Jacob also vows to give to God a tenth of all he will receive from God. This statement at the end of verse 22 is significant because in it Jacob confesses that what he will receive will be a gift from God. God’s generous revelation has now stirred up in Jacob an awareness that the birthright and the blessing will be significant for the coming of the Kingdom of God. Jacob has received much in the birthright and the blessing, and God has promised him much. But to whom much is given, much is required.
As beautiful as Jacob’s reaction is to this event and to this place, the Israelites would later introduce corruption in their worship here and elsewhere. For example, Jacob sets up his stone pillow and anoints it as a consecration spot to the Lord. But superstitious Israelites would later set up such pillars as images of idolatry. Deuteronomy 16:21–22 says, “Do not set up any wooden Asherah pole beside the altar you build to the LORD your God, and do not erect a sacred stone, for these the LORD your God hates” (cf. Exodus 23:24; 34:13). Jeroboam I, first king of a divided Israel, would set up golden calves at Bethel in order to keep the northern Israelites from traveling to Jerusalem and worshiping at the Temple. How easy it is for our wicked hearts to manufacture idols and to corrupt the pure worship of God. Superstition about things and places is still with us, even with people who call themselves “Christians.”
Ascending and descending on the Son of Man
Read John 1:50–51. In this context Jesus has encountered Nathanael, who confesses that Jesus is the Son of God, the King of Israel. Jesus responds by telling him that he would see even greater things. Indeed they would see heaven opened with God’s angels ascending and descending on the Son of Man, the title that Jesus typically uses in the Gospels to identify Himself. Jesus is drawing upon the dream of Jacob at Bethel, but He drops any reference to a ladder or staircase. The “house of God” (Bethel) is the place where God and man meet to have true fellowship together. Jesus Christ is today that Person through whom God and sinful humanity are reconciled. He alone is our Mediator, whose cross on Good Friday points to the true and only way to heaven. There is no more need for an earthly Temple composed of gold, stone, wood and veils. Christ has opened Paradise for all God’s elect through His death on the cross and His resurrection from the dead.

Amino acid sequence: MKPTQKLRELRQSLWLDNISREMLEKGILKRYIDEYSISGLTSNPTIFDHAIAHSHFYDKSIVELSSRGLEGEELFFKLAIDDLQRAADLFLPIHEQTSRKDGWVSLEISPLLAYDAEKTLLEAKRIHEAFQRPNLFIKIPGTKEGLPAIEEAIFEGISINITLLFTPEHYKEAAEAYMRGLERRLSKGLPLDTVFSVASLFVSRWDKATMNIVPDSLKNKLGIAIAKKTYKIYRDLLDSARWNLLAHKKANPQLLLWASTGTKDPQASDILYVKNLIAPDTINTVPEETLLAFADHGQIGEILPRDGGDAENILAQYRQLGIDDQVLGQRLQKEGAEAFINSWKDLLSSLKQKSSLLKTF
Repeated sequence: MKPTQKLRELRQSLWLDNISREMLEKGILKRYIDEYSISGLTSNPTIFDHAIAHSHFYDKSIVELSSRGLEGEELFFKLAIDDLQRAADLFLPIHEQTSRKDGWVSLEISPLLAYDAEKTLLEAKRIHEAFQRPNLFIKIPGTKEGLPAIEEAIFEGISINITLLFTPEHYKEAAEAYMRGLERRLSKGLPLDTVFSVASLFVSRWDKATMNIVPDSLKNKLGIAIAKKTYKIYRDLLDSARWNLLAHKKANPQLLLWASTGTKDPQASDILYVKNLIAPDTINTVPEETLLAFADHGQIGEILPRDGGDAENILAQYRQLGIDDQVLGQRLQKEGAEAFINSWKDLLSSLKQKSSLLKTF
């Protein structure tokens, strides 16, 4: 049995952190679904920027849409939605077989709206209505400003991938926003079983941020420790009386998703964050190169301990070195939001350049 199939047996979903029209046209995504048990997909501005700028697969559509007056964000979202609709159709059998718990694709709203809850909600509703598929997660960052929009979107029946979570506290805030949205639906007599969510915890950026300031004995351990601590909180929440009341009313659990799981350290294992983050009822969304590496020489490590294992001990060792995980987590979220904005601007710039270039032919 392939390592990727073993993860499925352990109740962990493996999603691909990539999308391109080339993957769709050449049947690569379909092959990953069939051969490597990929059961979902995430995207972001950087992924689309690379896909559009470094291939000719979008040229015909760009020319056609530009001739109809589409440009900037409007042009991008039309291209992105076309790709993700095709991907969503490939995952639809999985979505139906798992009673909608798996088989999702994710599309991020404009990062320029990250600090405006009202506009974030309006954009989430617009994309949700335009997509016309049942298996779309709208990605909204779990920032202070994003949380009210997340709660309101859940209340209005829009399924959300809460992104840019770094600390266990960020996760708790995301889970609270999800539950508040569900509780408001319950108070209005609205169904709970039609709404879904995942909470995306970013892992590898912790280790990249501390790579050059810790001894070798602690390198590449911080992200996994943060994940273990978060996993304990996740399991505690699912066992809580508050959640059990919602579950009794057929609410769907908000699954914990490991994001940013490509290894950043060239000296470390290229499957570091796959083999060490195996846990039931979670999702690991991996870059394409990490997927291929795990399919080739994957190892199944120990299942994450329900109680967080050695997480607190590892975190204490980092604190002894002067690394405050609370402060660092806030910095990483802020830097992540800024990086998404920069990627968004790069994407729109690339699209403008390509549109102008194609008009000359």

Thus Jesus’ words in John 1:50–51 reveal that the great honor given by the Jews to the patriarch Jacob must truly shift to Jesus Himself. It is in Jesus that divine revelation has become flesh to dwell among us (cf. John 1:14). He is the true Temple for His people. Only Christ is the “gate of heaven” (cf. John 14:6).
Jacob was running for his life. He was not looking for God. But God came to look for him by means of a dream. In this way Jacob is awakened to new realities, made aware of promises that God will keep in order to restore all things to Himself again. Jacob and his family (yet to be) will have important responsibilities in that great redemptive plan. But in order to move forward by faith, God must put His promises underneath Jacob’s feet. Therefore, what God does on that night by that “certain place” which becomes Bethel, is good news—for Jacob and for us who read this story of grace.
Lesson 5: Points to ponder and discuss
- Read Genesis 15 again. What does God promise specifically to Abram? God makes a covenant with Abram, but the language literally says that God “cut a covenant” with Abram. What does that mean in Genesis 15? How does Abram respond to God’s promises?
- Look up the word “angel” in a Bible dictionary or Bible encyclopedia. What does the Bible teach us about the role of angels in God’s world?
- Read Isaiah 6. What are the similarities and differences that Isaiah experiences when he sees the Lord “seated high and lifted up,” compared to Jacob’s dream?
- There are other people who meet the LORD or His Angel. Can you name these people? How do they react when meeting Him? What do they say and do? For starters, see Exodus 3:1ff; 24:10,11; 33:12ff; Judges 13; etc.
- We sing in one great hymn, “How vast the benefits divine that we in Christ possess.” What were the benefits that Jacob possessed by the end of Genesis 28? How do these relate to what Christians today have in the finished work of Jesus Christ?
- Jacob says that he will give a tenth to the Lord. How is this also an act of faith in God? How is all giving to the work of the Lord supposed to be an act of faith for us today?